Carnitine Palmitoyltransferase II Deficiency: A Clinical, Biochemical, and Molecular Review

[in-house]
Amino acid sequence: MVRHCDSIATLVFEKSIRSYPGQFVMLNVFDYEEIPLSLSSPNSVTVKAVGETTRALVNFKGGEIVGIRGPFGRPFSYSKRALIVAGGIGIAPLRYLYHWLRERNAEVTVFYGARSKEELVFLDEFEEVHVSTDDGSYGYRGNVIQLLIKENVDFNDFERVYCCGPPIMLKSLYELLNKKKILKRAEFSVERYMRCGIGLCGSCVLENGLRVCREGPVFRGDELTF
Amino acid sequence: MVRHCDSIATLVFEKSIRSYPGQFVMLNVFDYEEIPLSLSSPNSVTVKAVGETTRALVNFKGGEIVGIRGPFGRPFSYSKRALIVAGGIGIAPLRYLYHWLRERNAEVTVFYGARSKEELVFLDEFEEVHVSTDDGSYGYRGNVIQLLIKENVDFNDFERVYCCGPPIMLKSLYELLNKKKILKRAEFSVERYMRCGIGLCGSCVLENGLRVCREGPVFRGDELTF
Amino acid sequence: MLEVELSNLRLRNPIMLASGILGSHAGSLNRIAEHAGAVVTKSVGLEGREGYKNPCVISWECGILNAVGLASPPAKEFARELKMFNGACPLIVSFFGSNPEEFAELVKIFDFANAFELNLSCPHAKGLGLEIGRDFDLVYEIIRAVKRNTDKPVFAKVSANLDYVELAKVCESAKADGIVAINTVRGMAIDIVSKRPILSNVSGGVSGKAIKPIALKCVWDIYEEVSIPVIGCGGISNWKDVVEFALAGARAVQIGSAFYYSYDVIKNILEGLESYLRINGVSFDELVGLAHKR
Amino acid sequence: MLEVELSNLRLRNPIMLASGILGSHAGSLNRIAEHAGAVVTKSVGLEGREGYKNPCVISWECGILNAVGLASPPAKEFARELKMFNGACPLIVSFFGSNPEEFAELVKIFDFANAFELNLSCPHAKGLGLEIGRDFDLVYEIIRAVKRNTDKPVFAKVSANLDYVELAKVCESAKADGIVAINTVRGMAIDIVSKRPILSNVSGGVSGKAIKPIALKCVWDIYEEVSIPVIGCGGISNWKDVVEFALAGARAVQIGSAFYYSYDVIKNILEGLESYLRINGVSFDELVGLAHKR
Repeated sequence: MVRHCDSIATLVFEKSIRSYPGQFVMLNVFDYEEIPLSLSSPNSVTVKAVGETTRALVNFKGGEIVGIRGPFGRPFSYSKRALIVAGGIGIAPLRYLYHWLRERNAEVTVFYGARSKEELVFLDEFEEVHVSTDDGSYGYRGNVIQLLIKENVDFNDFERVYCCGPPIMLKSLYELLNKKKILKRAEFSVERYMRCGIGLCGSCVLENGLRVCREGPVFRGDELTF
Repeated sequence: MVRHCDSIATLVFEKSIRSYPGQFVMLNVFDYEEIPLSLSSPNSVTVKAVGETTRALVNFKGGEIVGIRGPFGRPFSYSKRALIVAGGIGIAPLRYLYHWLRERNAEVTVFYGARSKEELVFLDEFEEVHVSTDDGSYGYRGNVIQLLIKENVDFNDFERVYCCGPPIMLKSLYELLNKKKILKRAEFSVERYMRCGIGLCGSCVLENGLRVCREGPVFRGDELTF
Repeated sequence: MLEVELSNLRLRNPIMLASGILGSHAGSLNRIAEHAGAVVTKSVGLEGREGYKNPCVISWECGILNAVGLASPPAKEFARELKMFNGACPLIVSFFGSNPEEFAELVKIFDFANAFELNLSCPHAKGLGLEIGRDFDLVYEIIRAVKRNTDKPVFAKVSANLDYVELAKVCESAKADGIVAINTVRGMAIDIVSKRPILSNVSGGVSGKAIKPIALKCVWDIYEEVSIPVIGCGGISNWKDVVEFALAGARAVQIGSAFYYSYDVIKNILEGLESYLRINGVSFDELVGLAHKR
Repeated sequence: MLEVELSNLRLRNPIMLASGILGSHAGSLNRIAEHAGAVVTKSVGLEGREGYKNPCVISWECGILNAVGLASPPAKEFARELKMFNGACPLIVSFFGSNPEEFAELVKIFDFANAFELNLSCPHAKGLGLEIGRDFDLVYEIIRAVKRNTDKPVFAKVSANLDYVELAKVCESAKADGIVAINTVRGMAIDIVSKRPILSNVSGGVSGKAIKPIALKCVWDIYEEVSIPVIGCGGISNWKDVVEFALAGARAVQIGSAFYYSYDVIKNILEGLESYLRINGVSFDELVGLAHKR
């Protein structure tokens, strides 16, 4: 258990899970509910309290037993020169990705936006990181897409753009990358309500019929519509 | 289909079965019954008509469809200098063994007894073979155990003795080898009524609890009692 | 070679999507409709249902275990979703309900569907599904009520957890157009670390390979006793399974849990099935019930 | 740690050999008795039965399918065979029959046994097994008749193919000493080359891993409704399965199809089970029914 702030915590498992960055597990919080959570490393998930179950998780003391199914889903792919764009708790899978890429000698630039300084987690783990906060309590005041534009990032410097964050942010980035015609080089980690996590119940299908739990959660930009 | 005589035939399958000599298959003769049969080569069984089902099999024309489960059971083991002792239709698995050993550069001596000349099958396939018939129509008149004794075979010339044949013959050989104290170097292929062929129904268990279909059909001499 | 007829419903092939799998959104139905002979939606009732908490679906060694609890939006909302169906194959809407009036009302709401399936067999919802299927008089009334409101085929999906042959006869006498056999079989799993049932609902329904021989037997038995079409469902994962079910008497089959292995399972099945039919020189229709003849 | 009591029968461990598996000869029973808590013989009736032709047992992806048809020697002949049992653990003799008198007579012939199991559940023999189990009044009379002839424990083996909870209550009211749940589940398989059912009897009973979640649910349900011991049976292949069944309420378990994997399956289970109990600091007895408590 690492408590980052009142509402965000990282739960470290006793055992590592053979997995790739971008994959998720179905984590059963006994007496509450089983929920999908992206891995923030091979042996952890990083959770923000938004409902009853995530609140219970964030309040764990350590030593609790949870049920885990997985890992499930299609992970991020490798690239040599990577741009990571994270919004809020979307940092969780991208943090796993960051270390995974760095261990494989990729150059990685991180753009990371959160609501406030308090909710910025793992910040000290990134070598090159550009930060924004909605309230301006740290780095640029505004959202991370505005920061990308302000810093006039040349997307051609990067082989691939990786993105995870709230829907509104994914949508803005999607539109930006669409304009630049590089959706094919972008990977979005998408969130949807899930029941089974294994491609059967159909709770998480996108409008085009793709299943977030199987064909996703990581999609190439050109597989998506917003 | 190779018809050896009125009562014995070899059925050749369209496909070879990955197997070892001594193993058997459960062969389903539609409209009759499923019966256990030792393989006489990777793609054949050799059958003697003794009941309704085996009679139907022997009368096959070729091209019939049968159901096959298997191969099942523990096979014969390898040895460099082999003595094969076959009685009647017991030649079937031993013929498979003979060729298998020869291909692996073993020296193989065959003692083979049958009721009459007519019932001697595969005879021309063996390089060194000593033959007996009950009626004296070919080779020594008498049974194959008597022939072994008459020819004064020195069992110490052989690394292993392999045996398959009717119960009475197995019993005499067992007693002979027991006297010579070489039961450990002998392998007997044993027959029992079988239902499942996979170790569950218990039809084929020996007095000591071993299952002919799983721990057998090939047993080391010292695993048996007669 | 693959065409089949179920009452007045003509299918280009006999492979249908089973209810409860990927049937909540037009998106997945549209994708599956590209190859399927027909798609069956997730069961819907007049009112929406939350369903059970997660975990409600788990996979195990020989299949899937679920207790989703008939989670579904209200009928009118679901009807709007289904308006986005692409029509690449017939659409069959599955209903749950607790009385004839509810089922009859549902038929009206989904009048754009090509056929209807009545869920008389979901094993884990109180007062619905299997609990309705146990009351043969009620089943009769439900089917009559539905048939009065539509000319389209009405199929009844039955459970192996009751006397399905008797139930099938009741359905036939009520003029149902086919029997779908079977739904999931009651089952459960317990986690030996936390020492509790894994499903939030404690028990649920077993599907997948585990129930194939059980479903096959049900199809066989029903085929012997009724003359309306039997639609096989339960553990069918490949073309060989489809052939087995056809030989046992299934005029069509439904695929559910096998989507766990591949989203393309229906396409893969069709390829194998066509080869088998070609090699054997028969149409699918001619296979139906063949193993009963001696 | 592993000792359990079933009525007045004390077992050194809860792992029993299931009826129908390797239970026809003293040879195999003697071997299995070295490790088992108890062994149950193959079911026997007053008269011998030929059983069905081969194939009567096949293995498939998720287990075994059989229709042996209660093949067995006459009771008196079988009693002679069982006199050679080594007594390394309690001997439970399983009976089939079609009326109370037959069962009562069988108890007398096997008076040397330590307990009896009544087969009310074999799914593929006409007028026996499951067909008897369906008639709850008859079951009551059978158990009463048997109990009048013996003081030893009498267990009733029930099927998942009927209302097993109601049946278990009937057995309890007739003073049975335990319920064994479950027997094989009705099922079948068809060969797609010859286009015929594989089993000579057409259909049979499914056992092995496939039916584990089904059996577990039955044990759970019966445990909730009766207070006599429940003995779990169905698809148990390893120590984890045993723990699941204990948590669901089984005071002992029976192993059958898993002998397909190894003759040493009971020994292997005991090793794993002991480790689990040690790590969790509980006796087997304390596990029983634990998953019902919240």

Congenital deficiency of carnitine palmitoyltransferase (CPT) II has been known for at least 30 years now, and its phenotypic variability remains fascinating. Three distinct clinical entities have been described, the adult, the infantile, and the perinatal, all with an autosomal recessive inheritance pattern. The adult CPT II clinical phenotype is somewhat benign and requires additional external triggers such as high-intensity exercise before the predominantly myopathic symptoms are elicited. The perinatal and infantile forms involve multiple organ systems. The perinatal disease is the most severe form and is invariably fatal. The introduction of mass spectrometry to analyze blood acylcarnitine profiles has revolutionized the diagnosis of fatty acid oxidation disorders including CPT II deficiency. Its use in expanded neonatal screening programs has made presymptomatic diagnosis a reality. An increasing number of mutations are being identified in the CPT II gene with a distinct genotype-phenotype correlation in most cases. However, clinical variability in some patients suggests additional genetic or environmental modifiers. Herein, we present a new case of lethal perinatal CPT II deficiency with a rare missense mutation, R296Q (907G>A) associated with a previously described 25-bp deletion on the second allele. We review the clinical features, the diagnostic protocol including expanded neonatal screening, the treatment, and the biochemical and molecular basis of CPT II deficiency.